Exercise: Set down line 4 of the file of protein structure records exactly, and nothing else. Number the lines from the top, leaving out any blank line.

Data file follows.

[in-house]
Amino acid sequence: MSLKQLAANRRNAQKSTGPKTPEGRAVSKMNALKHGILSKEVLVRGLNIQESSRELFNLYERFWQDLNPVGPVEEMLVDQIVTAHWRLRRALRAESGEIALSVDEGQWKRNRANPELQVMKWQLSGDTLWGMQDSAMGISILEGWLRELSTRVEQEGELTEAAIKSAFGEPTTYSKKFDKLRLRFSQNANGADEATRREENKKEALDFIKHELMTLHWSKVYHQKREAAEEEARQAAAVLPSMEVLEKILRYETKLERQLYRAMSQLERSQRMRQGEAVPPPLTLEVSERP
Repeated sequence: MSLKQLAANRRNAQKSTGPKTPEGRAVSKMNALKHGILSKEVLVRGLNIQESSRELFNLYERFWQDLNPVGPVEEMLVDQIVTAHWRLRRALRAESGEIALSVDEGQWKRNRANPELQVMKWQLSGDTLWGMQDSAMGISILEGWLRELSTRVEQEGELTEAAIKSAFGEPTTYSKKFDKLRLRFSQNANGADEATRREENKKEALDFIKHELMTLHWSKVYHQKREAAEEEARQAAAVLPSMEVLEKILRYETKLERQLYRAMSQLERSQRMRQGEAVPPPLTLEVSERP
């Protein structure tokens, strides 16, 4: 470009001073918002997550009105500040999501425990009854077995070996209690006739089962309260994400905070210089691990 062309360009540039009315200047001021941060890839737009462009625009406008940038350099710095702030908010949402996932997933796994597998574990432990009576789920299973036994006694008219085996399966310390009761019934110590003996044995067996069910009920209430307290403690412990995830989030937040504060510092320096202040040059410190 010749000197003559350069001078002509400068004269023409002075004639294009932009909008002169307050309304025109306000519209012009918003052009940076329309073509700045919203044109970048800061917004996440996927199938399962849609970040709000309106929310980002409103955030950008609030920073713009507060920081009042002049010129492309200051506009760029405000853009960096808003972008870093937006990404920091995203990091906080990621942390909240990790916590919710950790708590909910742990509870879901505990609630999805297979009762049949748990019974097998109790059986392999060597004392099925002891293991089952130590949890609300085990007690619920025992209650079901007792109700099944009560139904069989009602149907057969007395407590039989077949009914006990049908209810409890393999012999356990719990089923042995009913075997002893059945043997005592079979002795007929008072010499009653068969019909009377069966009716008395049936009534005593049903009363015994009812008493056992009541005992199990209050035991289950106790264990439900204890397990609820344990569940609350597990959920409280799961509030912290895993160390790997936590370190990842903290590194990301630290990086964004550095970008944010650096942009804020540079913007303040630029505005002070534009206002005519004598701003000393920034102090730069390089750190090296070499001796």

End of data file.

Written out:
């Protein structure tokens, strides 16, 4: 470009001073918002997550009105500040999501425990009854077995070996209690006739089962309260994400905070210089691990 062309360009540039009315200047001021941060890839737009462009625009406008940038350099710095702030908010949402996932997933796994597998574990432990009576789920299973036994006694008219085996399966310390009761019934110590003996044995067996069910009920209430307290403690412990995830989030937040504060510092320096202040040059410190 010749000197003559350069001078002509400068004269023409002075004639294009932009909008002169307050309304025109306000519209012009918003052009940076329309073509700045919203044109970048800061917004996440996927199938399962849609970040709000309106929310980002409103955030950008609030920073713009507060920081009042002049010129492309200051506009760029405000853009960096808003972008870093937006990404920091995203990091906080990621942390909240990790916590919710950790708590909910742990509870879901505990609630999805297979009762049949748990019974097998109790059986392999060597004392099925002891293991089952130590949890609300085990007690619920025992209650079901007792109700099944009560139904069989009602149907057969007395407590039989077949009914006990049908209810409890393999012999356990719990089923042995009913075997002893059945043997005592079979002795007929008072010499009653068969019909009377069966009716008395049936009534005593049903009363015994009812008493056992009541005992199990209050035991289950106790264990439900204890397990609820344990569940609350597990959920409280799961509030912290895993160390790997936590370190990842903290590194990301630290990086964004550095970008944010650096942009804020540079913007303040630029505005002070534009206002005519004598701003000393920034102090730069390089750190090296070499001796």